LaMarcus Aldridge, Spurs
Bradley Beal, Wizards
Goran Dragic, Heat
Andre Drummond, Pistons
Paul George, Thunder
Victor Oladipo, Pacers
Russell Westbrook, Thunder
Kemba Walker, Hornets


Coach: Mike D'Antoni, Rockets
Stephen Curry, Warriors
James Harden, Rockets
Joel Embiid, 76ers
DeMar DeRozan, Raptors
Giannis Antetokounmpo, Bucks
Jimmy Butler, Timberwolves
Draymond Green, Warriors
Klay Thompson, Warriors
Al Horford, Celtics
Damian Lillard, Blazers
Kyle Lowry, Raptors
Karl-Anthony Towns, Timberwolves


Three things to watch...

New format

The NBA switched it up this season by doing away with the traditional matchup between the East and West. The teams were instead chosen by captains LeBron James and Stephen Curry, the two top vote-getters in All-Star fan voting. The idea was to breath new life into the All-Star Game and hopefully make it more competitive. The league also installed a system where the winners each get $100,000, $75,000 more than the losing team.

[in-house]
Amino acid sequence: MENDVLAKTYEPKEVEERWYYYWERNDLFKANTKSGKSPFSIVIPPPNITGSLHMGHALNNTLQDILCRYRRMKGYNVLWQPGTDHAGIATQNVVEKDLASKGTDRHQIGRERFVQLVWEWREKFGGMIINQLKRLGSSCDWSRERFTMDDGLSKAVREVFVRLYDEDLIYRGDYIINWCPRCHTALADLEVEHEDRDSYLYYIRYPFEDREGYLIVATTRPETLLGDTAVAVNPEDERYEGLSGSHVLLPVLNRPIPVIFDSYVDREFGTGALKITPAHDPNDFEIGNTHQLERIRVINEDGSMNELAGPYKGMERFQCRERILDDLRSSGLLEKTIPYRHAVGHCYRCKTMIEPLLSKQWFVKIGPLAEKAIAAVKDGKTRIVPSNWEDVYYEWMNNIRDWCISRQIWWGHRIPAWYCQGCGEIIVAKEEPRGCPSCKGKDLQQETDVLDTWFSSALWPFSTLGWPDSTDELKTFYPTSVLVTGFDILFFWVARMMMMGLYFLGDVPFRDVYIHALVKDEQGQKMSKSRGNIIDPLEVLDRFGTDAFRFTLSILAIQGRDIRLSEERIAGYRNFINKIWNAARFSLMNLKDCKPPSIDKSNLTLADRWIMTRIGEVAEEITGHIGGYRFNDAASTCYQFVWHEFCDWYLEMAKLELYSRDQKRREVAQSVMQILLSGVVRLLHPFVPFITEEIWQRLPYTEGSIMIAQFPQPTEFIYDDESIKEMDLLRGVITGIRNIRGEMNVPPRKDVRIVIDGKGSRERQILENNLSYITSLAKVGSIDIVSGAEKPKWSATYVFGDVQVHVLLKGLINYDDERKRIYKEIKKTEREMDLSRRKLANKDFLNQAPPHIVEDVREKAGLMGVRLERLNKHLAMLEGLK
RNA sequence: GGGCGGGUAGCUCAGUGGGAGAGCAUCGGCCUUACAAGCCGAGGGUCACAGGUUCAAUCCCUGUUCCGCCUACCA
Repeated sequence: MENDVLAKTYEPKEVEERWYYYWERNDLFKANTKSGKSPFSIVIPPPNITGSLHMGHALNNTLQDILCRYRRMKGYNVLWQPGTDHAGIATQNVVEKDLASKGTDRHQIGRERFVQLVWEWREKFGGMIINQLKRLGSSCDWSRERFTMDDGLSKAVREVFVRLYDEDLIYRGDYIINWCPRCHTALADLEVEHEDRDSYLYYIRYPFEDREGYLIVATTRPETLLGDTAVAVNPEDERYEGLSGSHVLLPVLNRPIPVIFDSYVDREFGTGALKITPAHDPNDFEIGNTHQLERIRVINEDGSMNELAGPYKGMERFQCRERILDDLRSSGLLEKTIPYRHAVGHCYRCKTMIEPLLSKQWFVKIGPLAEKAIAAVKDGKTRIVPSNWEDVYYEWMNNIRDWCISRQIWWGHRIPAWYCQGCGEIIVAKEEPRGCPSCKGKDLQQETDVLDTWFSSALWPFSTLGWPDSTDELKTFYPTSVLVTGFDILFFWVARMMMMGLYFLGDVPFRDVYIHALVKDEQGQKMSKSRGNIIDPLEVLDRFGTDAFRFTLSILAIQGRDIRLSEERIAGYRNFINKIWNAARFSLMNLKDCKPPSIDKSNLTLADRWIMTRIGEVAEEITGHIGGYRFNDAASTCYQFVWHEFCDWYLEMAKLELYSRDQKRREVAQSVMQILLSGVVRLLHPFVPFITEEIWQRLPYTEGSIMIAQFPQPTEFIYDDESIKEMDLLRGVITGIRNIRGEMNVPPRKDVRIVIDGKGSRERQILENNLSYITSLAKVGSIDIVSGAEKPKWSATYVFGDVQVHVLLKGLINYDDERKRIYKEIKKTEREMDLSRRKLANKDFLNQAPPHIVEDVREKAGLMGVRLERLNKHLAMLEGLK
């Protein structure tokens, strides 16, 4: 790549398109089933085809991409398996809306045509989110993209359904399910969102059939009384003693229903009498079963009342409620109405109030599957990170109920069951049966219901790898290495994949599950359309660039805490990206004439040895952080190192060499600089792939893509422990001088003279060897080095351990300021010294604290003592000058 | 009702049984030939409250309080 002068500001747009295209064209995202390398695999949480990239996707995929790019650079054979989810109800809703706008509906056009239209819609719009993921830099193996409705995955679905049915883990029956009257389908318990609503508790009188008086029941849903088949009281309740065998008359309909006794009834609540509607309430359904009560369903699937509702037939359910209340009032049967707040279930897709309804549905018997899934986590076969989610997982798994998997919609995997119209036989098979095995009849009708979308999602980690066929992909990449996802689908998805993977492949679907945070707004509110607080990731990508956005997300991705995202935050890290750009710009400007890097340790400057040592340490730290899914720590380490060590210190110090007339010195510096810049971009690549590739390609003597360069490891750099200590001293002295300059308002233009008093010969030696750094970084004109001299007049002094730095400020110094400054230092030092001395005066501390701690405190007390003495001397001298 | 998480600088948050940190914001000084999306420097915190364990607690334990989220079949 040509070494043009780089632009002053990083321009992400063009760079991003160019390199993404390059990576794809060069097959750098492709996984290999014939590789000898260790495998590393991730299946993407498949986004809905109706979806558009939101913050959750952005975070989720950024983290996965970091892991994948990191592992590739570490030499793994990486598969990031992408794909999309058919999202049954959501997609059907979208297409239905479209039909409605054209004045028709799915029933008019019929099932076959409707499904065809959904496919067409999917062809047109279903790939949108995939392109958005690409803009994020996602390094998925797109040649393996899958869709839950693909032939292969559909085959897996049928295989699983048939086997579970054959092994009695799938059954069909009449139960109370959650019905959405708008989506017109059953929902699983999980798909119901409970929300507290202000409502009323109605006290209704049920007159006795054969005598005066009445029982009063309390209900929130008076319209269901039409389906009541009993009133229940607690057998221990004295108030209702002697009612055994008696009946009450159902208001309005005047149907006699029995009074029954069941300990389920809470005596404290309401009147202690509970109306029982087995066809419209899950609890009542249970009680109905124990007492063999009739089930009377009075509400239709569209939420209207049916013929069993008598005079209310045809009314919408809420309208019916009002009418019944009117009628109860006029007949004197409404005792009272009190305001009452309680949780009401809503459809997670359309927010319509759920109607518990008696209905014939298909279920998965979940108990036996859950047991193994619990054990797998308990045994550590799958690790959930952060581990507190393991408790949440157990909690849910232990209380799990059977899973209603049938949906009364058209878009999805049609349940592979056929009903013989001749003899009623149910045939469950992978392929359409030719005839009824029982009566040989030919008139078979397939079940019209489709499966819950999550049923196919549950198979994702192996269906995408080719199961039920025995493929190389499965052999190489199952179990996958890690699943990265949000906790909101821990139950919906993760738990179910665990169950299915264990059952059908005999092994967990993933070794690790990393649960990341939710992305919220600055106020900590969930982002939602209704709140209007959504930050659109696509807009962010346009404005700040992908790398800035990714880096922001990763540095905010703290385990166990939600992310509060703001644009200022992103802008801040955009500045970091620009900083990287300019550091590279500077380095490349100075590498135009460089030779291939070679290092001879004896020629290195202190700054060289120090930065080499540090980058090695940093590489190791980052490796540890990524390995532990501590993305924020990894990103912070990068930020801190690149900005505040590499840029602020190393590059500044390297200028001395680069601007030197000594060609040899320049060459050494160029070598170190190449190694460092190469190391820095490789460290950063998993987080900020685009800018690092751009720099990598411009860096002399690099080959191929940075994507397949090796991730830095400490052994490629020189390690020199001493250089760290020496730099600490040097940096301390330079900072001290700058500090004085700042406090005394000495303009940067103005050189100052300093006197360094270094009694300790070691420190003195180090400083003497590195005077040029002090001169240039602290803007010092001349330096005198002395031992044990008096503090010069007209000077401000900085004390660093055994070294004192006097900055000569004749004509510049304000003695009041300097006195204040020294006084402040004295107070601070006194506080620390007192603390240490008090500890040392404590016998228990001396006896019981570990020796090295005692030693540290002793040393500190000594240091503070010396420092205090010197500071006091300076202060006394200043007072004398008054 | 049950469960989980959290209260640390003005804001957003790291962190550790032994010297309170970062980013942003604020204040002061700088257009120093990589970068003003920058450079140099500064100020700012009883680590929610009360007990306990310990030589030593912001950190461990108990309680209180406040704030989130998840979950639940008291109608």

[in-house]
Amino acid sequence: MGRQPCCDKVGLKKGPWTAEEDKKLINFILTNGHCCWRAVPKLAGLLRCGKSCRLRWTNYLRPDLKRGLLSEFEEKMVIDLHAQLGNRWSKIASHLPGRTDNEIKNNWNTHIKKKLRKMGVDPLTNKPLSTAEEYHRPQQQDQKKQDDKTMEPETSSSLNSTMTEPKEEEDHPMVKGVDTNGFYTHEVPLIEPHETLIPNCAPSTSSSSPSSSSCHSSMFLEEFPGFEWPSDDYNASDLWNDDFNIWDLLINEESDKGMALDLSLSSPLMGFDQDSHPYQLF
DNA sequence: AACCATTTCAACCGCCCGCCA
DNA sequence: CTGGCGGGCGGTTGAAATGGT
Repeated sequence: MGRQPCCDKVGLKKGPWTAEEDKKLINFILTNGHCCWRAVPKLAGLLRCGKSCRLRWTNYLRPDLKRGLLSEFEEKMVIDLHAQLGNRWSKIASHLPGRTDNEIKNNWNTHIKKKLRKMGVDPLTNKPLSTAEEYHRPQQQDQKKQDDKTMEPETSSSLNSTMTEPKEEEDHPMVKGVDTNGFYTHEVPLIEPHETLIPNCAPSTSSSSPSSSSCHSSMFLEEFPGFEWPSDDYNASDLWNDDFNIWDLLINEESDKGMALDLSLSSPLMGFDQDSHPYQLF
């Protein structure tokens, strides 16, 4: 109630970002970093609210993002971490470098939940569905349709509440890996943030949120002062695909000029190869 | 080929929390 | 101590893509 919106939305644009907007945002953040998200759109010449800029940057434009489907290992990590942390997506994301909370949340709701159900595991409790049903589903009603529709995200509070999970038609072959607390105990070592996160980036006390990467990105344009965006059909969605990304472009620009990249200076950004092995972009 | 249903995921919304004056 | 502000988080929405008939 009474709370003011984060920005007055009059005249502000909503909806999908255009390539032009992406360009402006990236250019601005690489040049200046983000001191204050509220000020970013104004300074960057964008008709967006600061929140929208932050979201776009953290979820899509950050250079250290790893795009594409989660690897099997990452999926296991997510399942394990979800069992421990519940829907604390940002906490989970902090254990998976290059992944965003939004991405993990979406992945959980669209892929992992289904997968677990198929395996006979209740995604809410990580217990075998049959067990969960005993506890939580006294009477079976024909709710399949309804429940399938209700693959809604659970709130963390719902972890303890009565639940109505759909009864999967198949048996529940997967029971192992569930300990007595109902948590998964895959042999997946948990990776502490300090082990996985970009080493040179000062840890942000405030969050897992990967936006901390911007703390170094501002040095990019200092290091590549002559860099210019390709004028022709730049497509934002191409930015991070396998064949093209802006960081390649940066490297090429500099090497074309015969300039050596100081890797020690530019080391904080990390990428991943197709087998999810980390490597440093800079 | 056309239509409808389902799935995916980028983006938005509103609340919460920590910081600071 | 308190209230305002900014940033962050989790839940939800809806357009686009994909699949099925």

All pro sports leagues struggle drawing interest with their All-Star showcases. They are always trying to get ratings up and this is the latest ploy by the NBA. The new format is definitely intriguing, but whether it will have a major impact on the competition itself is hard to tell. We'll see how the fans respond.


Reunion time

The teams picked by James and Curry will give fans some throwback combinations with former teammates back together again. Team LeBron is full of them. James will reunite with Kyrie Irving, who essentially forced his way out of Cleveland over the summer after the two combined to reach three straight NBA Finals and win one title.